WHAT IT MEANS:  The first major reading of the 2022 labor market comes out on Friday.  The government’s report is previewed by the ADP estimate of private sector payroll changes,  which is forecasting a major drop in employment.  Should we be worried?  No.  Consider that the ADP December estimate was for payrolls to rise by 807,000 (revised to 776,000), but BLS said “only” 199,000 positions were added.  We really shouldn’t look at the monthly ADP numbers.  Instead, I tend to look at an average, and the 237,000 two-month average of ADP’s payroll changes may be right on target.  That is moderate growth and smooths out the widely volatile individual sector numbers.  For example, ADP had manufacturing hiring lots of employees in December but cutting workers in January.  The two-month average is +24,000, which looks like a reasonable trend.  Similarly, should we really believe that restaurants and hotels cut back their workforces massively in January after having bulked up in December?  Not really.  The two-month average of +43,000 may be a little light, but within reason given the way this sector tends to grow in a more normal economy.  Finally, small businesses were the leaders in cutting workers.  That is a bit surprising as the December NFIB Small Business Economic Trends report didn’t point to a major hiring cut back.   

IMPLICATIONS:  I don’t expect a negative employment number to print on Friday.  It looks like hiring and spending are starting to settle down to more typical growth rates.  Yesterday, the Job Openings and Labor Turnover report showed that openings continued to climb in December, though hirings and separations slowed a touch.  That doesn’t mean payrolls are falling, only that they are rising less rapidly.  Indeed, with demand for workers still robust, it is hard to argue that hiring would suddenly fall off the cliff.  Why the ADP report has shown such huge swings is unclear.  Their seasonal factors could be off, which would not be a surprise given that the way the economy closed and reopened had little to do with seasonality.  But the ADP numbers have, over time, tracked the governments data well, so the averaging/smoothing process may be the way to look at a lot of the numbers.  I have employment up in January by about 225,000. which is a somewhat above consensus, which is closer to 150,000.  I am an outlier when it comes to the unemployment rate.  My expectation is that the labor force may be rising faster than expected, and I wouldn’t be surprised if the unemployment rate ticks up to 4%.  That is still at full-employment and would not signal any softening in the labor market.  The labor market is still in very good shape, regardless of what numbers print, and that points to continued solid wage increases as well.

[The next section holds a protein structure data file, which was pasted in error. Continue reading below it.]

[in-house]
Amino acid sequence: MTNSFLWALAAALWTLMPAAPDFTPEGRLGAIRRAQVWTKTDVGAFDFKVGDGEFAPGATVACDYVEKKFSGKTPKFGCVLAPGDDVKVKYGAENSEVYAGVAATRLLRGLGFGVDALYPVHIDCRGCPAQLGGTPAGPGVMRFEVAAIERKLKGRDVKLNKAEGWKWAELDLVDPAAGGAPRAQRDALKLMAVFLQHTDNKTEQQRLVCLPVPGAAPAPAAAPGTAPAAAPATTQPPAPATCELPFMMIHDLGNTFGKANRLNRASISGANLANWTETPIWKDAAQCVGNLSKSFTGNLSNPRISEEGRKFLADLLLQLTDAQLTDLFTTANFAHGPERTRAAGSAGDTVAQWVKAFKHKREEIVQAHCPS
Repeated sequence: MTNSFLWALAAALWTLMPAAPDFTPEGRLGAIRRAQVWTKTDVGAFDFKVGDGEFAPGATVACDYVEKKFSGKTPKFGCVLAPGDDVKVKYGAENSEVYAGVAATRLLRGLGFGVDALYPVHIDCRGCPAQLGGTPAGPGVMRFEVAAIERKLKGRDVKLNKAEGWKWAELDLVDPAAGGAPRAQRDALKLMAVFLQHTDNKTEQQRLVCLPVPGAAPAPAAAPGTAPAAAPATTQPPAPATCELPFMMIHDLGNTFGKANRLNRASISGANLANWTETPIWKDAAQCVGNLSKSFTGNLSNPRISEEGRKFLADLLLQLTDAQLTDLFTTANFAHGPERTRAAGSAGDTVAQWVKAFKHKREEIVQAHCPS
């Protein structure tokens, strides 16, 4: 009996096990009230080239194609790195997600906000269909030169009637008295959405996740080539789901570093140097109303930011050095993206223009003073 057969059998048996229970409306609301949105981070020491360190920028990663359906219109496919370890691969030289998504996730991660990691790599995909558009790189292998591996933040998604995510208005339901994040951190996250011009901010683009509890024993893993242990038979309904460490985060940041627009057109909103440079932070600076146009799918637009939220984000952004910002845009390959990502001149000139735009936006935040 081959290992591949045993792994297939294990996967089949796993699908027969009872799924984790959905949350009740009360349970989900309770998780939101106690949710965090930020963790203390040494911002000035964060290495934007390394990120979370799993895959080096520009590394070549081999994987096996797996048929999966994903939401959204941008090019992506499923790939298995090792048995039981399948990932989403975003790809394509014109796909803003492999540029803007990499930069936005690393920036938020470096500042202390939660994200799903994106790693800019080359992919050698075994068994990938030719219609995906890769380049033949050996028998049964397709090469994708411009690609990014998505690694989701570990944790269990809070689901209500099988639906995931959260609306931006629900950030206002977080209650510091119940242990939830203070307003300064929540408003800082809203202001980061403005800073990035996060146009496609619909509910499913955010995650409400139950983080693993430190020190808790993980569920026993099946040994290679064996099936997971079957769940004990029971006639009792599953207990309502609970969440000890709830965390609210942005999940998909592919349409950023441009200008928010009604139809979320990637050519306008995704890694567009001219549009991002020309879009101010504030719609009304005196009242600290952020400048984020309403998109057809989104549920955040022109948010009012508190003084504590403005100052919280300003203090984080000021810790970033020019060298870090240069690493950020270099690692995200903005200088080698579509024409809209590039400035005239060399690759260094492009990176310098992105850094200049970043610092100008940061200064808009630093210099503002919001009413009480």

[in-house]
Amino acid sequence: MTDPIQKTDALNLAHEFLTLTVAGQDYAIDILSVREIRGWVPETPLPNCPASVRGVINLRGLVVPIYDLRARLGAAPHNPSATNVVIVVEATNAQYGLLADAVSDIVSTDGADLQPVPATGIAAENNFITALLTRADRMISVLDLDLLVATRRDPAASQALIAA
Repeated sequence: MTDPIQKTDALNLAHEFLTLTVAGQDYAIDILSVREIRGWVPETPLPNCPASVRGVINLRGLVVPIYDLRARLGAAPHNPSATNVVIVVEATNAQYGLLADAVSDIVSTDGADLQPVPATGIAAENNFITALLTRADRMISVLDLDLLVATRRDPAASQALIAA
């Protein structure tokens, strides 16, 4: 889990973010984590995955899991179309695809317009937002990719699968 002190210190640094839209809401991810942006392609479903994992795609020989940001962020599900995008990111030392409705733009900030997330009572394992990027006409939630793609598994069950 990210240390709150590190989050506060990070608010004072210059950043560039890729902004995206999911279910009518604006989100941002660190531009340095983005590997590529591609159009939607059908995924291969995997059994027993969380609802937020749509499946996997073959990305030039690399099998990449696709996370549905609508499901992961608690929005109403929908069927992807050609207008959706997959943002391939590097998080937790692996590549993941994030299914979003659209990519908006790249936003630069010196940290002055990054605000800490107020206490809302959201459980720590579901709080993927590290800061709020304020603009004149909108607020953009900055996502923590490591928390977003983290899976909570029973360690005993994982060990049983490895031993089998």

January Consumer Confidence, Philadelphia Area NonManufacturing Activity and November Home Prices

KEY DATA:  Confidence: -1.4 points; Expectations: -4.6 points/ Phila Fed (NonMan.): -33.5 points/ Case-Shiller Home Prices: +0.9%; Over-Year: 18.8%/ FHFA:  +1.1%; Over-Year: +17.5%

IN A NUTSHELL: “With problems domestically and internationally, it is no surprise that households are getting concerned about the future.”

WHAT IT MEANS:  Let’s see now: The Fed is planning on raising interest rates, consumer and business costs continue to surge, and the equity markets are moving into correction range.  Oh, and there is Putin thinking we are still in the midst of the Cold War, with a potential hot war thrown in for good measure.  What me worry?  I am beginning to wonder if my Alfred E. Neuman attitude should be revisited.  And with the Fed starting its two-day FOMC meeting today, it will be interesting to see if the members start rethinking their views on policy.  The data are not helping either. 

The Conference Board’s Consumer Confidence fell modestly in January, but the details do contain a warning.  The view on the present shape of the economy was up, which was somewhat of a surprise given the data have been hinting at a moderation in growth.  But expectations dropped fairly sharply.  This component can be susceptible to big ups and downs, especially when there are political issues involved.  It that were the case, I would dismiss it.  But the market correction could be giving people pause.  I am not sure that a potential Russian invasion of Ukraine has entered the public’s psyche, and it could take an actual invasion and a forceful U.S. reaction before the confidence measures see any impact.  The point is, the risk is to confidence is to the downside.